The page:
The Washington landmark narrowly escaped Tuesday's 5.8 magnitude earthquake, but the coming storm could deal further damage to the cathedral's ornate rooftop
A 5.8 magnitude earthquake in Virginia shook Washington, D.C. and significantly damaged the Washington National Cathedral on Tuesday.
While initial reports suggested that repairs would be confined to the roof, new photos published by The Atlantic Wire show the extent of the damage caused by the earthquake. In a video provided exclusively to The Atlantic, head mason Joseph Alonso assessed the damage to the Cathedral's exterior:
The tip of one spire broke off and crashed to the ground, according to the Washington Post. Three other spires are damaged and all will require "significant repair."
"We're all a little overwhelmed, been a crazy 24 hours," says Richard Weinberg, Director of Communications for the National Cathedral. "As reported, our structural engineers are telling us that the integrity of the building is sound. They've gotten a closer look at the interior of the nave in the sanctuary near the ceiling, I was up on the roof of the central tower, which received the fullest extent of the damage. It's just mind-boggling to see the particles and debris. It's very surreal."
The Cathedral announced Wednesday afternoon that the building will be closed through Sunday so a team of stonemasons and engineers can continue to perform their assessments of the damaged spires.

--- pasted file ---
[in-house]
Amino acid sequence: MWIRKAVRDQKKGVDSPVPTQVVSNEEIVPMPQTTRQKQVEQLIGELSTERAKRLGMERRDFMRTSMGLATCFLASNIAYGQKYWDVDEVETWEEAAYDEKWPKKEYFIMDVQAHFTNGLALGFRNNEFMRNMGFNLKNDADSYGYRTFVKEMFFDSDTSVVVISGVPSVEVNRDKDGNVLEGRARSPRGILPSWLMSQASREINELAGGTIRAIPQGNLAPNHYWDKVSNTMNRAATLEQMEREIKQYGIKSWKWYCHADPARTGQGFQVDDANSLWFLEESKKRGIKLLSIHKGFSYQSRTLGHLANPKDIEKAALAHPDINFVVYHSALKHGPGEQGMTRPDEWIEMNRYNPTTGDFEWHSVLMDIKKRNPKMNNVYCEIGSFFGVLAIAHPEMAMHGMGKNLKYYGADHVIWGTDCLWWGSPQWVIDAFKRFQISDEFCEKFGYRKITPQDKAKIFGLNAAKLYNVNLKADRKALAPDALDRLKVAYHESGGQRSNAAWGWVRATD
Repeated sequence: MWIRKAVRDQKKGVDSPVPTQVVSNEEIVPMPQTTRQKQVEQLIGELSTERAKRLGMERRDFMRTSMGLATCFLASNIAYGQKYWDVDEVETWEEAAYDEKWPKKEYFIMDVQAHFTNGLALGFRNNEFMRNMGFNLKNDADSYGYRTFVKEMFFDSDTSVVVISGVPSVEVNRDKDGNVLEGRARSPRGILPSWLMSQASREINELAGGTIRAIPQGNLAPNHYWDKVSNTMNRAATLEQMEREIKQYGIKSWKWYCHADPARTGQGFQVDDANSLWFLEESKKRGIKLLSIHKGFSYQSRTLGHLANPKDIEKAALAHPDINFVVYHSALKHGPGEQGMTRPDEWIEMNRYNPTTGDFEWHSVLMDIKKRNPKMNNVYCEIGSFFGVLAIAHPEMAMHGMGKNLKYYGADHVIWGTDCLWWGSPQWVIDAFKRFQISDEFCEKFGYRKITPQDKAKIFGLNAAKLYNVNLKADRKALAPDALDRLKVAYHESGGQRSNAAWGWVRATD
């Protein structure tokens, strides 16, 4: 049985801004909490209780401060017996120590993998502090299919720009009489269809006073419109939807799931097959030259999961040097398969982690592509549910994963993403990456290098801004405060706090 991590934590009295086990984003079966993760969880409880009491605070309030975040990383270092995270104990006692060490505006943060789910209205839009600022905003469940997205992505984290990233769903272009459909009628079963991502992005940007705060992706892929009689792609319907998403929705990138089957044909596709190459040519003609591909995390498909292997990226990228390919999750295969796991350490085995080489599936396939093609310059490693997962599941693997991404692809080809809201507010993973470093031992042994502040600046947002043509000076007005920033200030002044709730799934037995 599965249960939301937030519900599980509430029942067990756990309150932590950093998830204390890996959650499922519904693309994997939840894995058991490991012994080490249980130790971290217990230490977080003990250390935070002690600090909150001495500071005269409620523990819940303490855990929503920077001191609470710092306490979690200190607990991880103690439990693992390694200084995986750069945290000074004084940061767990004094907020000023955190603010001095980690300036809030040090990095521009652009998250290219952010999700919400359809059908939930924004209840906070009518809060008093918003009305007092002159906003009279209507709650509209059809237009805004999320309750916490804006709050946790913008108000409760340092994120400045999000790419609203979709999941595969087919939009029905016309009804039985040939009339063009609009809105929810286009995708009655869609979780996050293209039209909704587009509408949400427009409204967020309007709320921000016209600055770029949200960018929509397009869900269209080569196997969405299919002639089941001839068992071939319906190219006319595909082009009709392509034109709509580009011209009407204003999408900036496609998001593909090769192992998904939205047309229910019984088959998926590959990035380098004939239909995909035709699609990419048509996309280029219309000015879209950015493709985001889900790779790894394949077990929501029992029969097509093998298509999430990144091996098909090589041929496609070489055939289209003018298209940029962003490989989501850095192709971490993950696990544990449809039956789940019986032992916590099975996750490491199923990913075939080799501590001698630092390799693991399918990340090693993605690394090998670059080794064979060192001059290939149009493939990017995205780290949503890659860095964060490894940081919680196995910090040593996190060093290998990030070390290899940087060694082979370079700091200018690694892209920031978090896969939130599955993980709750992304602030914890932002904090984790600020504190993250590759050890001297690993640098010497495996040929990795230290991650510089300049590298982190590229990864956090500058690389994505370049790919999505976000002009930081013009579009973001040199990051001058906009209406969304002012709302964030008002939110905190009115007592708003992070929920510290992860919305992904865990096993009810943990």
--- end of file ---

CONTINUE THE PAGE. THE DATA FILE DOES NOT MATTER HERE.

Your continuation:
"In the nave itself, there are some particles that have fallen loose, and the team needs to make sure no more elements are going to fall or install a system to ensure that if something happens, something will be in place to catch those elements," said Weinberg.
While Weinberg was confident that the damage to the cathedral could be repaired, the impending landfall of Hurricane Irene poses a threat to the weakened spires on the building's roof. The storm, which was upgraded on Wednesday to a Category 3 hurricane, could hit anywhere along the east coast south of New York. Below, new photographs detail the precarious balance of the Cathedral's rooftop spires.
"We are certainly watching news regarding the hurricane's path," said Weinberg. "It looks as though it won't hit the DC area directly, but with the risk of storms following in its wake, we are looking for ways to secure the elements that are most precarious. There's certainly the possibility that the weather could cause more damage. The elements on the pinnacles that are still there, if they were to fall, based on the way they're situated, they would fall inward onto the roof, which can sustain their weight."
Regardless, Hurricane Irene could ruin any chance of restoring the Cathedral's ornate rooftop fixtures. The National Hurricane Center predicts Irene will likely become a Category 4 storm within the next 48 hours. With winds of up to 115 mph already reported, Weinberg says the damaged spires cannot withstand the full force of the coming storm.
"Based on my understanding, there's no way that the pieces that are precarious could sustain those level winds," said Weinberg.
This isn't the first time an earthquake has caused significant damage to the ornate design of a cathedral. A 6.3 magnitude earthquake struck New Zealand in February 2011, seriously damaging the Christchurch Catholic Cathedral.
The National Cathedral is soliciting donations to repair the building's unique architecture. You can learn more at dcquake.nationalcathedral.org.
Jared Keller is a former associate editor for The Atlantic and The Atlantic Wire and has also written for Lapham's Quarterly's Deja Vu blog, National Journal's The Hotline, Boston's Weekly Dig, and Preservation magazine.